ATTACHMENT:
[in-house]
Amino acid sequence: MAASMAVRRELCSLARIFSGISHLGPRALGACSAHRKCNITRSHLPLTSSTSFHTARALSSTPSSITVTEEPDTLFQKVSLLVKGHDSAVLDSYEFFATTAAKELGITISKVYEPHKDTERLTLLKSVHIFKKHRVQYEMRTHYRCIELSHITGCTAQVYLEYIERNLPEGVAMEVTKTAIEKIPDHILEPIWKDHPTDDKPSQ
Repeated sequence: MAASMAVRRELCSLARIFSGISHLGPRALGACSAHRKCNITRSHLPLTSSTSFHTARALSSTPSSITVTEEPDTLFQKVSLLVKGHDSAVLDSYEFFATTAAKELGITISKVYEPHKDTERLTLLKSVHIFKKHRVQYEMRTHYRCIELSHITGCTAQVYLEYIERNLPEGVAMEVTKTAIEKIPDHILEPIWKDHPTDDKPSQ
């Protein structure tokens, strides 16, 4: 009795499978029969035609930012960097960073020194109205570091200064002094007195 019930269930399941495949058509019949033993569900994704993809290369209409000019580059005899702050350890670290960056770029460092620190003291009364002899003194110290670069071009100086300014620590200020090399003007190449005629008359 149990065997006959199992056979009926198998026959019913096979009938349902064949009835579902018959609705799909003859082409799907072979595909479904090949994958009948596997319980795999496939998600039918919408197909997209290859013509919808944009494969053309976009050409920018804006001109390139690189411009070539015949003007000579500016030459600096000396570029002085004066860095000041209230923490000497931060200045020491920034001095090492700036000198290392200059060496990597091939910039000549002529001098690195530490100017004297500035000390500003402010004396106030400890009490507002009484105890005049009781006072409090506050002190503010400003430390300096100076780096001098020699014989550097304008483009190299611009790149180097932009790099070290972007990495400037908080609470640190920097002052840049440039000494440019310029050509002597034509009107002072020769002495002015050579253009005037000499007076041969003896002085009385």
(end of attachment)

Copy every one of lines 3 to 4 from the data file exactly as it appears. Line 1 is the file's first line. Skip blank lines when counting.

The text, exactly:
Repeated sequence: MAASMAVRRELCSLARIFSGISHLGPRALGACSAHRKCNITRSHLPLTSSTSFHTARALSSTPSSITVTEEPDTLFQKVSLLVKGHDSAVLDSYEFFATTAAKELGITISKVYEPHKDTERLTLLKSVHIFKKHRVQYEMRTHYRCIELSHITGCTAQVYLEYIERNLPEGVAMEVTKTAIEKIPDHILEPIWKDHPTDDKPSQ
């Protein structure tokens, strides 16, 4: 009795499978029969035609930012960097960073020194109205570091200064002094007195 019930269930399941495949058509019949033993569900994704993809290369209409000019580059005899702050350890670290960056770029460092620190003291009364002899003194110290670069071009100086300014620590200020090399003007190449005629008359 149990065997006959199992056979009926198998026959019913096979009938349902064949009835579902018959609705799909003859082409799907072979595909479904090949994958009948596997319980795999496939998600039918919408197909997209290859013509919808944009494969053309976009050409920018804006001109390139690189411009070539015949003007000579500016030459600096000396570029002085004066860095000041209230923490000497931060200045020491920034001095090492700036000198290392200059060496990597091939910039000549002529001098690195530490100017004297500035000390500003402010004396106030400890009490507002009484105890005049009781006072409090506050002190503010400003430390300096100076780096001098020699014989550097304008483009190299611009790149180097932009790099070290972007990495400037908080609470640190920097002052840049440039000494440019310029050509002597034509009107002072020769002495002015050579253009005037000499007076041969003896002085009385």